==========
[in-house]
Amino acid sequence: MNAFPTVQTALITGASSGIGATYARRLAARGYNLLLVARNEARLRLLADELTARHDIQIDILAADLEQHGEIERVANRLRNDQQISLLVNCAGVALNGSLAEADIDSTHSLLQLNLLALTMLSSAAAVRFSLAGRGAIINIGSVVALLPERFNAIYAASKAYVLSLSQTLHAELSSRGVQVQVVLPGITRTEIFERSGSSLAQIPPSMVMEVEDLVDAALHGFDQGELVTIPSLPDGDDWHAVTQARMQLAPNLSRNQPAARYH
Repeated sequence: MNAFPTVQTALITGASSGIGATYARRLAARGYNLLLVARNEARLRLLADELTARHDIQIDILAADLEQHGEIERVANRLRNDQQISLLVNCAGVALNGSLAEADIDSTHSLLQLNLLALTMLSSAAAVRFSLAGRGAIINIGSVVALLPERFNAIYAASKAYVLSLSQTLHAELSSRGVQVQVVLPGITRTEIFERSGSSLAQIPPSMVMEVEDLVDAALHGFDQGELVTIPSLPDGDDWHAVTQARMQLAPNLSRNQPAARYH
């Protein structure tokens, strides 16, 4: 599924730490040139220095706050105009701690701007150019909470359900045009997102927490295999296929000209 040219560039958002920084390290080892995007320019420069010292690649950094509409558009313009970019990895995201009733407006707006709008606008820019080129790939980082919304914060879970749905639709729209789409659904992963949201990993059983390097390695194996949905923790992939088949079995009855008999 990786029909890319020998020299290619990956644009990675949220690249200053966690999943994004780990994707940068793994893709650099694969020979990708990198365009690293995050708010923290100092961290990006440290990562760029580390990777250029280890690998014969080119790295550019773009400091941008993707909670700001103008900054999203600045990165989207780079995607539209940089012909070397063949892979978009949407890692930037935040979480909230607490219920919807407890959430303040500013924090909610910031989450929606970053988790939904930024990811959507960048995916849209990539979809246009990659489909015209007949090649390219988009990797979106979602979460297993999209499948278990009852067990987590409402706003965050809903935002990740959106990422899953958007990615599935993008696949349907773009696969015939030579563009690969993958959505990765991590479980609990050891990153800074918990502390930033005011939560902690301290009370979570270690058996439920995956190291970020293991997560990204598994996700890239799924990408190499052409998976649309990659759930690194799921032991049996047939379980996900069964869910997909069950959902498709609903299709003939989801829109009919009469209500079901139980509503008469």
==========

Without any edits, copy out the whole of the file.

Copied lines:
[in-house]
Amino acid sequence: MNAFPTVQTALITGASSGIGATYARRLAARGYNLLLVARNEARLRLLADELTARHDIQIDILAADLEQHGEIERVANRLRNDQQISLLVNCAGVALNGSLAEADIDSTHSLLQLNLLALTMLSSAAAVRFSLAGRGAIINIGSVVALLPERFNAIYAASKAYVLSLSQTLHAELSSRGVQVQVVLPGITRTEIFERSGSSLAQIPPSMVMEVEDLVDAALHGFDQGELVTIPSLPDGDDWHAVTQARMQLAPNLSRNQPAARYH
Repeated sequence: MNAFPTVQTALITGASSGIGATYARRLAARGYNLLLVARNEARLRLLADELTARHDIQIDILAADLEQHGEIERVANRLRNDQQISLLVNCAGVALNGSLAEADIDSTHSLLQLNLLALTMLSSAAAVRFSLAGRGAIINIGSVVALLPERFNAIYAASKAYVLSLSQTLHAELSSRGVQVQVVLPGITRTEIFERSGSSLAQIPPSMVMEVEDLVDAALHGFDQGELVTIPSLPDGDDWHAVTQARMQLAPNLSRNQPAARYH
């Protein structure tokens, strides 16, 4: 599924730490040139220095706050105009701690701007150019909470359900045009997102927490295999296929000209 040219560039958002920084390290080892995007320019420069010292690649950094509409558009313009970019990895995201009733407006707006709008606008820019080129790939980082919304914060879970749905639709729209789409659904992963949201990993059983390097390695194996949905923790992939088949079995009855008999 990786029909890319020998020299290619990956644009990675949220690249200053966690999943994004780990994707940068793994893709650099694969020979990708990198365009690293995050708010923290100092961290990006440290990562760029580390990777250029280890690998014969080119790295550019773009400091941008993707909670700001103008900054999203600045990165989207780079995607539209940089012909070397063949892979978009949407890692930037935040979480909230607490219920919807407890959430303040500013924090909610910031989450929606970053988790939904930024990811959507960048995916849209990539979809246009990659489909015209007949090649390219988009990797979106979602979460297993999209499948278990009852067990987590409402706003965050809903935002990740959106990422899953958007990615599935993008696949349907773009696969015939030579563009690969993958959505990765991590479980609990050891990153800074918990502390930033005011939560902690301290009370979570270690058996439920995956190291970020293991997560990204598994996700890239799924990408190499052409998976649309990659759930690194799921032991049996047939379980996900069964869910997909069950959902498709609903299709003939989801829109009919009469209500079901139980509503008469």